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Lawrence To Miss 1st Day Of Rookie Camp For Son's Birth


IRVING, Texas – DeMarcus Lawrence may well remember this week as the best of his life – and for more reasons than just football.

Last Friday Lawrence began his NFL career when the Dallas Cowboys, his favorite team as a child, traded up 13 spots to draft him 34th overall in the NFL draft. This Friday, he will miss his first day of NFL practice to fly back to Boise, Idaho, to be with his first child – his son, Damari, who was born Thursday.

"It's just blessings on top of blessings, and the only thing I can do is sit back and thank God, because none of this would have been possible without him," Lawrence said Thursday.

As far as whirlwind weeks go, that one probably takes the cake – especially since Lawrence will be back at Valley Ranch on Saturday morning to participate in the remainder of Cowboys' rookie minicamp.

"I'll be back first thing Saturday morning, ready to work – I just want to make sure everything is okay," he said.

No one could blame Lawrence for that in another chapter of a memorable few days. After going early in the second round last week, he said he was ready to hit the ground running – but those are some understandable priorities. The rookie minicamp, which was pushed up by the late date of the draft, will afford him the opportunity to focus on football when he gets back to Dallas.

"It was real tough, because after the draft party I really was ready to come in and start working," Lawrence said. "That's what I was expecting the whole time, after I heard everything was going to move up anyway. That's what I was ready for, but I had sit back and let it settle in a couple more days."

Lawrence and his family did have time to take in their surroundings, however. Thursday was his first day at Valley Ranch – a dizzying string of tours and handshakes with the likes of Cowboys coach Jason Garrett and defensive coordinator Rod Marinelli. But he did arrive in town with his parents on Tuesday, giving him time to acclimate.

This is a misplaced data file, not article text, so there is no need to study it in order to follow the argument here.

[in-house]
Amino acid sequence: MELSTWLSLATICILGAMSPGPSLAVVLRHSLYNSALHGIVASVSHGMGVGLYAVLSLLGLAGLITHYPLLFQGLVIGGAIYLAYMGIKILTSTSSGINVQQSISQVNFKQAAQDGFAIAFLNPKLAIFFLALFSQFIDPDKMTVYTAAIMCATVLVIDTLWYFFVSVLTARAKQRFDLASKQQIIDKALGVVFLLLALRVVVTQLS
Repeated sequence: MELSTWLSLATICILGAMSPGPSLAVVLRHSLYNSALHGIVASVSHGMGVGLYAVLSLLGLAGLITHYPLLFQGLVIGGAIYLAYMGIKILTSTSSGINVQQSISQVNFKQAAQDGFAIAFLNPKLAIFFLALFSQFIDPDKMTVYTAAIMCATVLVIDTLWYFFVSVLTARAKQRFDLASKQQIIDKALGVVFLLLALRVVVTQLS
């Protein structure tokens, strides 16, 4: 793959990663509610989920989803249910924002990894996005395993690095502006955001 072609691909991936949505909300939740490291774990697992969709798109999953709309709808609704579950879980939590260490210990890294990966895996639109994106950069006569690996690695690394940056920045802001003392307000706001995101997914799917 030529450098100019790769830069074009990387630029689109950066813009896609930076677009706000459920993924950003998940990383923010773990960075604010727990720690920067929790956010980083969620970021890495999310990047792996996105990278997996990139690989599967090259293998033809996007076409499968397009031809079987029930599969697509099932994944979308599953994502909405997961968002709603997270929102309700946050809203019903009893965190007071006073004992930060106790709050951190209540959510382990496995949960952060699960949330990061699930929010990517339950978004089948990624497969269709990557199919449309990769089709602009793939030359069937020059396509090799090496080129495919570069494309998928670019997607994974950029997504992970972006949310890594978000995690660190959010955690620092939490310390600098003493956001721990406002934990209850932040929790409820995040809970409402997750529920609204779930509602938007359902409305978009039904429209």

"It was a good experience for them – my dad has been a Cowboy fan for a long, long time," Lawrence said. "Me and him were just sitting back, talking like 'This ain't no game no more. You can't just talk about being a Cowboy fan – you are a Cowboy.'"

Being drafted to generate pressure for a defensive line that lost its top two sack leaders – one of them a Cowboys icon – comes with its share of scrutiny. Lawrence said he's aware of that, and he's ready to get down to business.

"There's a lot of expectations, and there's a lot of things I've got to do to make this fit the right way," he said. "But I'm willing to work and I'm really ready to go."

In the meantime, the Cowboys have plenty of other new players to work with. Aside from Lawrence, the team met with its other two late-arriving draft picks in Anthony Hitchens and Terrance Mitchell on Thursday. [embedded_ad]

Hitchens arrived Thursday morning, fresh off a pair of finals that will allow him to graduate from Iowa. Taking tests on Monday and Tuesday after being drafted on Saturday makes for quite a juxtaposition, but Hitchens managed it despite the difficulty he had staying focused.

"Oh yeah, definitely. It was, but I said a long time ago I was going to graduate, so I stuck with it," he said.

He might have been the Cowboys' final pick, and the third-to-last pick in the entire draft, but no new player had as wide a smile as Terrance Mitchell. The Oregon cornerback, fresh in from his hometown of Sacramento, California, has plenty to adjust to – including a two-hour time change – but none of that lessened his enthusiasm.

"I guess it'll probably hit me tomorrow morning when it's time to practice," Mitchell said. "I'm really just ready to practice and get out here, but I'm excited."

The work begins in earnest Friday at 10:45 a.m., with eight of the nine draft picks and more than 30 undrafted free agents and tryout invitees on hand.

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